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There are many pages of posts on many subjects, and only a few show on this main page. Search for the subjects that you are interested in.

Topics covered in here tend toward Gadgetry, Weapons, Books, Tools, and a lot of other things that have captured my interest.

Please note the "Linked From Here" tab on the results, which lists search results from sites I have linked to in my posts.

Custom Sheaths

Eric at ON/SCENE TACTICAL makes custom synthetic knife & tool sheaths for just about any knife. I just got one to replace the crappy sheath that came with my Buck Nighthawk. Great service, friendly communication and a high quality product.

The OLD & the NEW:

The protrusion on the back of the sheath is for a Firestick.

In His words:

I Stake My Reputation on my Quality! Eric E. Noeldechen - On/Scene Tactical

I've never understood why a manufacturer of a seemingly high quality knife, would pay such little attention to a sheath. A Good quality sheath is Just as important as the blade itself... If Not More!

All On/Scene Tactical products are manufactured from Concealex© a High Tech Thermoforming plastic that has been specially designed for the firearms/cutlery industry. Similar to Kydex but Better..

Every sheath I produce is Handcrafted one at a time. Not stamped out or slapped together. Quality is Strictly controlled through each phase of the process.

Being a Craftsman in real life has given me the ability to pay special attention to workmanship and an eye for detail. There is still something to be said for Handcrafted work. All sheath makers are Not cut from the same sheet of Concealex©, So to Speak...

Unlike leather or ballistic nylon, Concealex© sheaths will not retain water and are pretty much resistant to most household cleaners and petroleum products.

Concealex© cleans up with ordinary soap and water and can even be sterilized with alcohol or a bleach solution if blood or body fluids come in contact with your tools and sheath. The inside of the sheath can be hosed out with water if grit gets caught inside.

Concealex© will not retain moisture, separate, decay and will retain it's shape and only change shape under high heat conditions. A Properly Engineered sheath will last Many more years than a Nylon or Leather production sheath.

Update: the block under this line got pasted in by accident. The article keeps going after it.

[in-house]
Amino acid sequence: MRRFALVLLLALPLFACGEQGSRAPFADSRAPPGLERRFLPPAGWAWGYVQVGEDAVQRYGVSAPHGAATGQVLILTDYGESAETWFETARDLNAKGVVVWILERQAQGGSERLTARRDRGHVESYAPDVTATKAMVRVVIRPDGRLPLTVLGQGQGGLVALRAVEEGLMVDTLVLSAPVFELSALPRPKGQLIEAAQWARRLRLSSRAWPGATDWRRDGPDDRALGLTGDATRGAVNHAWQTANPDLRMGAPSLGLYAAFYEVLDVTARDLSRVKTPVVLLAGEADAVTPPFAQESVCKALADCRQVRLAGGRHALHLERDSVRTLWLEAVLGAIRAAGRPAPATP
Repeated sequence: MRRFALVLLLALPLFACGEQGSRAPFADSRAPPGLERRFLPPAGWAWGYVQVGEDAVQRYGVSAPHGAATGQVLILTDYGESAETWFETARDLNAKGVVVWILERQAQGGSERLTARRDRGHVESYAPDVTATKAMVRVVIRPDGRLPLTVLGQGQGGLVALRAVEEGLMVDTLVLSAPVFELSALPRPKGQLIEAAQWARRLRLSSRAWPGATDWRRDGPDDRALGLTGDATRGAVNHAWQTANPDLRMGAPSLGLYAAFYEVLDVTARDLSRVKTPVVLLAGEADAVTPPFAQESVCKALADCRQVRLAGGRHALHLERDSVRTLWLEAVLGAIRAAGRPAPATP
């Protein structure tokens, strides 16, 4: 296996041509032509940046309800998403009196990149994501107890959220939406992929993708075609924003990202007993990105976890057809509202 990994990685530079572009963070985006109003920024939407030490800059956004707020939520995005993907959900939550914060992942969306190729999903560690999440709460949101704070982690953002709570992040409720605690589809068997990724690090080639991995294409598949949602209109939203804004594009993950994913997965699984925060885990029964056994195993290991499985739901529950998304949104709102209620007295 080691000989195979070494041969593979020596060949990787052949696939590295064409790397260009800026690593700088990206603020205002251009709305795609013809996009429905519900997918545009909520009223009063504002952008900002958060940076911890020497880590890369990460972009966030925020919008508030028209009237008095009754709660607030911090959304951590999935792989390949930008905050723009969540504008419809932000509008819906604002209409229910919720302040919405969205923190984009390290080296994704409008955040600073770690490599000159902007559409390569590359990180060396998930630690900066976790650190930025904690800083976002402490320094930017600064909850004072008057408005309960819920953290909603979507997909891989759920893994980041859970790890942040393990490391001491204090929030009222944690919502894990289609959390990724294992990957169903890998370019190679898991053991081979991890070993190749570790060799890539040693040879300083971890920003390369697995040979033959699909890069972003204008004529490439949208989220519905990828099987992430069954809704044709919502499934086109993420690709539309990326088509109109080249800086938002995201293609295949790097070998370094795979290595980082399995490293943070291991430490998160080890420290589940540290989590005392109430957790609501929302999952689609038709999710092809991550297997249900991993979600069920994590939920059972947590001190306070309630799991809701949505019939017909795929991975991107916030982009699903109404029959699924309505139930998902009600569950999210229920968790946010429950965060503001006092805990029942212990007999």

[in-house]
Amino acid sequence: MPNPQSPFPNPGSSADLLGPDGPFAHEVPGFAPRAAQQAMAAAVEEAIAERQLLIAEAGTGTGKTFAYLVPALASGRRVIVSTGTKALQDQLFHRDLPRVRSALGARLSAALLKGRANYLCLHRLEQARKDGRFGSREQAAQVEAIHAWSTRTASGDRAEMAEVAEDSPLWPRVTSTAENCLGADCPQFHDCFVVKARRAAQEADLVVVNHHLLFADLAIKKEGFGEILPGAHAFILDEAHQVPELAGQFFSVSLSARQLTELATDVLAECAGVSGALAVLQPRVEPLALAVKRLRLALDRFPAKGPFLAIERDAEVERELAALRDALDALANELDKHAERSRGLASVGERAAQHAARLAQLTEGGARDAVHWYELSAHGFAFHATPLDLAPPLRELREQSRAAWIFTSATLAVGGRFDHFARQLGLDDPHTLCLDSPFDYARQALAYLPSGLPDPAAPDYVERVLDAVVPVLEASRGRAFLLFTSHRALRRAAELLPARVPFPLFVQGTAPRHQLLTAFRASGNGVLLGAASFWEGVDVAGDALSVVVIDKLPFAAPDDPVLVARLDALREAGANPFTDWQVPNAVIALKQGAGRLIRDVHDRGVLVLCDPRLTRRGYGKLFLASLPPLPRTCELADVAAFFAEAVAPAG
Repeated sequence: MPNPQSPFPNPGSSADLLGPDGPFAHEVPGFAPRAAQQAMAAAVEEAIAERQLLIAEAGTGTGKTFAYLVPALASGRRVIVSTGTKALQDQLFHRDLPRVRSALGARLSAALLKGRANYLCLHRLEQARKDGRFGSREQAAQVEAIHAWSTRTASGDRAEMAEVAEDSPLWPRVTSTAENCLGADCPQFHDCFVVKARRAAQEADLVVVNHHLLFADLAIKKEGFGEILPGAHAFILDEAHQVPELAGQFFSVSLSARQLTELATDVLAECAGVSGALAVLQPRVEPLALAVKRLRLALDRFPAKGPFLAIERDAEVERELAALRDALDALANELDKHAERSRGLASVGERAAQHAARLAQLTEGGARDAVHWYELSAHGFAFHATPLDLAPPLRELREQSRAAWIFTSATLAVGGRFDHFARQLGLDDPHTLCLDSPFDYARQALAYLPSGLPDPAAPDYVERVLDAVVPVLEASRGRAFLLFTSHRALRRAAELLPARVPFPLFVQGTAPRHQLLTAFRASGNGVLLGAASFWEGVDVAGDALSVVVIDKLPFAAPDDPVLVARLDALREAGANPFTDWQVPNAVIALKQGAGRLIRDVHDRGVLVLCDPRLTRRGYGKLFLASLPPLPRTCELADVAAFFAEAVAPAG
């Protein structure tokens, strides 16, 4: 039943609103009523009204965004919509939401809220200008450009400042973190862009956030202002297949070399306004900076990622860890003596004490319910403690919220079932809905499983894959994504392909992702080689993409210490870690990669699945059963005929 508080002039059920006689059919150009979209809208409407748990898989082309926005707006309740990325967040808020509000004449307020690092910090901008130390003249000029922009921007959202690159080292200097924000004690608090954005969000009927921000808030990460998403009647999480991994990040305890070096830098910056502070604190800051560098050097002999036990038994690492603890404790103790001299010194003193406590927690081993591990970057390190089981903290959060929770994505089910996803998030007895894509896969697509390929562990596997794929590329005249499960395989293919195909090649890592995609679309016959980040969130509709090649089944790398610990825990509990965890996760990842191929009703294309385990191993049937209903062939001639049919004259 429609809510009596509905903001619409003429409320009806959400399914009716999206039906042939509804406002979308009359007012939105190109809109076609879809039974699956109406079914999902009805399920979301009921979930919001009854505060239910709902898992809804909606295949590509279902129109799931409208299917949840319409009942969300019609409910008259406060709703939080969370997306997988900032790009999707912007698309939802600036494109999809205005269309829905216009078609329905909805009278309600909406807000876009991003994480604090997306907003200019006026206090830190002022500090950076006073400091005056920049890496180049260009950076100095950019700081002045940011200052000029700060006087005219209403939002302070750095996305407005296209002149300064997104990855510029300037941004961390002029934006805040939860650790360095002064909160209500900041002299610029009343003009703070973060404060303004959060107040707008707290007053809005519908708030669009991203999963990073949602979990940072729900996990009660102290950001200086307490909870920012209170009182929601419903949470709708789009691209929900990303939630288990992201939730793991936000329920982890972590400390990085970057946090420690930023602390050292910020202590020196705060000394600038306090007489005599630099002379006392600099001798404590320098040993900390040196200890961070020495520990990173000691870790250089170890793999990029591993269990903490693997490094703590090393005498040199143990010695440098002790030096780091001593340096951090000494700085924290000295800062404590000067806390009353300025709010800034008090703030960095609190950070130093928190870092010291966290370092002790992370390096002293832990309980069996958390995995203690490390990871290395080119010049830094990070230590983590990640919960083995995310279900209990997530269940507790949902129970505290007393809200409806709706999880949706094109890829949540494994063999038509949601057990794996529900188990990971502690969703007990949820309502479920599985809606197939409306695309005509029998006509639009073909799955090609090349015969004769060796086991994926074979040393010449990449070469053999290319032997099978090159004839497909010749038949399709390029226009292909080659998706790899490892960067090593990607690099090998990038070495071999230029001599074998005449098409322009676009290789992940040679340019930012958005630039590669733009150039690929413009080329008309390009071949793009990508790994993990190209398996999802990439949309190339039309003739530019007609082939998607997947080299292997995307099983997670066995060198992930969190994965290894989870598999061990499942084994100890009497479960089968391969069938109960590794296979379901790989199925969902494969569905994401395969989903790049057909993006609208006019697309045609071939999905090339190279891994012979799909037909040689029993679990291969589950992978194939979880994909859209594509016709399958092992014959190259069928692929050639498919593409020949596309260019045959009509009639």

Not to mention that a Synthetic sheath is the Absolute Best in Security and Safety!

All On/Scene Tactical products come standard with a 1 year warranty against manufacturing defects and are hand tuned to get rid of as many rattles as possible. If you destroy it under normal working conditions, I'll replace or fix it at no cost! (exposure or tampering with high temperatures will void this warranty) A sheath of this high quality however should last you many years!

Please contact me if you have a design idea in mind, I would be happy to work out any details you might have...

Eric E. Noeldechen - On/Scene Tactical or (519) 738-6693

(Me) (Home)

If You Need To Carry Something

Maxpedition® was established in 1988 as a small workshop fabricating hard-use military specification nylon gear. The main corporate facility is based in Gardena, CA. With growth in international reputation, Maxpedition has become even more self-demanding: pursuing the most user-friendly designs, using the highest quality materials and meticulous workmanship, and upholding our strong philosophy of constant self-improvement.

(Me) (Home)

My Thoughts on a Hunting Knife

Knives. Great tools, probably the second-oldest that mankind developed, since I am pretty sure the club was the first tool/weapon. The first knife probably came as a result of someone cutting a finger on a fragment from a bone they'd just smashed with that first club.

There are a lot of books available and articles & forums all over the internet on choosing & using knives, but I thought I'd drop a few of my thoughts on the subject here.

I've carried one ever since grade school and owned dozens. Some I have liked, some I have hated, and some, like a girl with a pretty face and no character, I fell in love with for a while and then discarded when I couldn't handle their faults, but I still haven't found the perfect knife or knives for all my uses.

There are a lot of choices to make when you shop for a knife, just like shopping for a car. You have to decide what type of vehicle will suit your purposes and what price range you can afford before you even start shopping. Even with those two broad criteria settled, there are a ton of other decisions to wade through.

In knives, the first major decision will be what you want the knife to do. If all you want is to trim your toenails, that's one thing. Splitting firewood or stabbing grizzlies is something else entirely.

The second decision is fixed or folding blade. The folding blade is easier to carry, the fixed blade is stronger.